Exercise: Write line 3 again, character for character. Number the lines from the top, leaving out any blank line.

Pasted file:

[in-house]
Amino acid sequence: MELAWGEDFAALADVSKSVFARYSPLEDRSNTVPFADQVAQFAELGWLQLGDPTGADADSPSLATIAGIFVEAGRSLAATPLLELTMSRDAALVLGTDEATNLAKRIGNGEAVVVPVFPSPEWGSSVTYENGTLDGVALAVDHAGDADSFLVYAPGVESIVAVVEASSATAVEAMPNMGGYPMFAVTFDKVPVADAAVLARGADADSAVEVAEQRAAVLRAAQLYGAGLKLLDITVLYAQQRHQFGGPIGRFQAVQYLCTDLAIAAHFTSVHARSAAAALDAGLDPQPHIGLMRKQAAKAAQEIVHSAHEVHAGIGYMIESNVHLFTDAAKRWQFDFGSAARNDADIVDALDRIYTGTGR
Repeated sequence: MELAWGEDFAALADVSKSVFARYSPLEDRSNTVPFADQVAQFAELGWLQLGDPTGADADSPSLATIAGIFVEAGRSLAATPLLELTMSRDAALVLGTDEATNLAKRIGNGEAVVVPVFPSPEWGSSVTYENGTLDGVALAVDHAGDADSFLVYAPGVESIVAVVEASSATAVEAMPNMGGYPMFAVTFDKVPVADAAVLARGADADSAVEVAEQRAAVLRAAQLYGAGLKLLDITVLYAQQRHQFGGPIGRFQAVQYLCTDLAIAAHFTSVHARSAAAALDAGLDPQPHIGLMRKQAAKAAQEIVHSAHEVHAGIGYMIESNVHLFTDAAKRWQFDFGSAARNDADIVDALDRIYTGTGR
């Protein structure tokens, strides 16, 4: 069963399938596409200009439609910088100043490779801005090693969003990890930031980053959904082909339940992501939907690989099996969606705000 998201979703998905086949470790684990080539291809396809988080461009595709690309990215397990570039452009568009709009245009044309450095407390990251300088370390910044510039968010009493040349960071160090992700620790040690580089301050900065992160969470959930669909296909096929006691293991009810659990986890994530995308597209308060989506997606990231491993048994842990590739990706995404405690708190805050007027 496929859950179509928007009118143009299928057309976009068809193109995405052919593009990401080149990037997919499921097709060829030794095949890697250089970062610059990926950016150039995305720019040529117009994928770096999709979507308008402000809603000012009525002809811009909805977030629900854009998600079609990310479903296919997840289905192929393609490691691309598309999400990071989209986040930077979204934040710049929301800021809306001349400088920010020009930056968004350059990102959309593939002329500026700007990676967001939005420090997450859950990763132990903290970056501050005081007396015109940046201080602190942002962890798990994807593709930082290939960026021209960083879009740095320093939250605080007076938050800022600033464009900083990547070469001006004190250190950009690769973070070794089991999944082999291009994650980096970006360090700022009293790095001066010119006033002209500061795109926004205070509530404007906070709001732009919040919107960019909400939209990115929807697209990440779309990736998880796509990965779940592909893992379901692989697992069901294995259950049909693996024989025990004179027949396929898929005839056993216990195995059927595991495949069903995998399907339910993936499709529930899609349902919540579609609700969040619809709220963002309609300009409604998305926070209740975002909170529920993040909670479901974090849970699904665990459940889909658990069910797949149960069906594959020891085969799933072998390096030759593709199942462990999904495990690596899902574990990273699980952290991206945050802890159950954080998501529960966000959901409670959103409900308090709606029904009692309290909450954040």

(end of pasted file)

Repeated sequence: MELAWGEDFAALADVSKSVFARYSPLEDRSNTVPFADQVAQFAELGWLQLGDPTGADADSPSLATIAGIFVEAGRSLAATPLLELTMSRDAALVLGTDEATNLAKRIGNGEAVVVPVFPSPEWGSSVTYENGTLDGVALAVDHAGDADSFLVYAPGVESIVAVVEASSATAVEAMPNMGGYPMFAVTFDKVPVADAAVLARGADADSAVEVAEQRAAVLRAAQLYGAGLKLLDITVLYAQQRHQFGGPIGRFQAVQYLCTDLAIAAHFTSVHARSAAAALDAGLDPQPHIGLMRKQAAKAAQEIVHSAHEVHAGIGYMIESNVHLFTDAAKRWQFDFGSAARNDADIVDALDRIYTGTGR